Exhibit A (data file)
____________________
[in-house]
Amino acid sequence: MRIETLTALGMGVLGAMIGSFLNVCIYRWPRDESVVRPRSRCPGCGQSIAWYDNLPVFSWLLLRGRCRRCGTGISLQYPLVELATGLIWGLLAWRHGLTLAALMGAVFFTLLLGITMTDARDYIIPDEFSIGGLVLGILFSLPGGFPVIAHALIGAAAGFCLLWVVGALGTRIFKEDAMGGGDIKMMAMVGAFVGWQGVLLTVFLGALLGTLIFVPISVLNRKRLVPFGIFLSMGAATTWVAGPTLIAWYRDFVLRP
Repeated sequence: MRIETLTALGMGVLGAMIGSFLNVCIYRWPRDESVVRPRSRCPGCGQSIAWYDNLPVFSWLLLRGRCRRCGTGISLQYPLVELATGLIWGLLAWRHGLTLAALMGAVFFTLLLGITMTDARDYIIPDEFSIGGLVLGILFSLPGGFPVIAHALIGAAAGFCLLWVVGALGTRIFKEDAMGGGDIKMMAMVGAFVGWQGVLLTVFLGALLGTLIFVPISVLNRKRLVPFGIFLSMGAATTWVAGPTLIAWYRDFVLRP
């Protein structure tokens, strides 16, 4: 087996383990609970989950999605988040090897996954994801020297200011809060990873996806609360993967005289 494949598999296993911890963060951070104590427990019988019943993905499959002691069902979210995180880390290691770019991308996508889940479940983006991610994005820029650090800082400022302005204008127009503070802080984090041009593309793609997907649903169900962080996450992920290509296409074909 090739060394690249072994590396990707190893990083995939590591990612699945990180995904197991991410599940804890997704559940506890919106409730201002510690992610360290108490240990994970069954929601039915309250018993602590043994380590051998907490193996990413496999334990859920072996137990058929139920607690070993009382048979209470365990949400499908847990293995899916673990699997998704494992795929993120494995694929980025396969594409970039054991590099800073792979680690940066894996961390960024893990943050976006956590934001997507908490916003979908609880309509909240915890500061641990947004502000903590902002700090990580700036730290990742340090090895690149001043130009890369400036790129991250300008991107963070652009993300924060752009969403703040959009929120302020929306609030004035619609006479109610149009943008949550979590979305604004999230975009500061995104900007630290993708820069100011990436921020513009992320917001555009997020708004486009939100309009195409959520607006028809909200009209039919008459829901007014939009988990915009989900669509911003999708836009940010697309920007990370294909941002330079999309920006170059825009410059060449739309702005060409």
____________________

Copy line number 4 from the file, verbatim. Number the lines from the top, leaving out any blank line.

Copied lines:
């Protein structure tokens, strides 16, 4: 087996383990609970989950999605988040090897996954994801020297200011809060990873996806609360993967005289 494949598999296993911890963060951070104590427990019988019943993905499959002691069902979210995180880390290691770019991308996508889940479940983006991610994005820029650090800082400022302005204008127009503070802080984090041009593309793609997907649903169900962080996450992920290509296409074909 090739060394690249072994590396990707190893990083995939590591990612699945990180995904197991991410599940804890997704559940506890919106409730201002510690992610360290108490240990994970069954929601039915309250018993602590043994380590051998907490193996990413496999334990859920072996137990058929139920607690070993009382048979209470365990949400499908847990293995899916673990699997998704494992795929993120494995694929980025396969594409970039054991590099800073792979680690940066894996961390960024893990943050976006956590934001997507908490916003979908609880309509909240915890500061641990947004502000903590902002700090990580700036730290990742340090090895690149001043130009890369400036790129991250300008991107963070652009993300924060752009969403703040959009929120302020929306609030004035619609006479109610149009943008949550979590979305604004999230975009500061995104900007630290993708820069100011990436921020513009992320917001555009997020708004486009939100309009195409959520607006028809909200009209039919008459829901007014939009988990915009989900669509911003999708836009940010697309920007990370294909941002330079999309920006170059825009410059060449739309702005060409």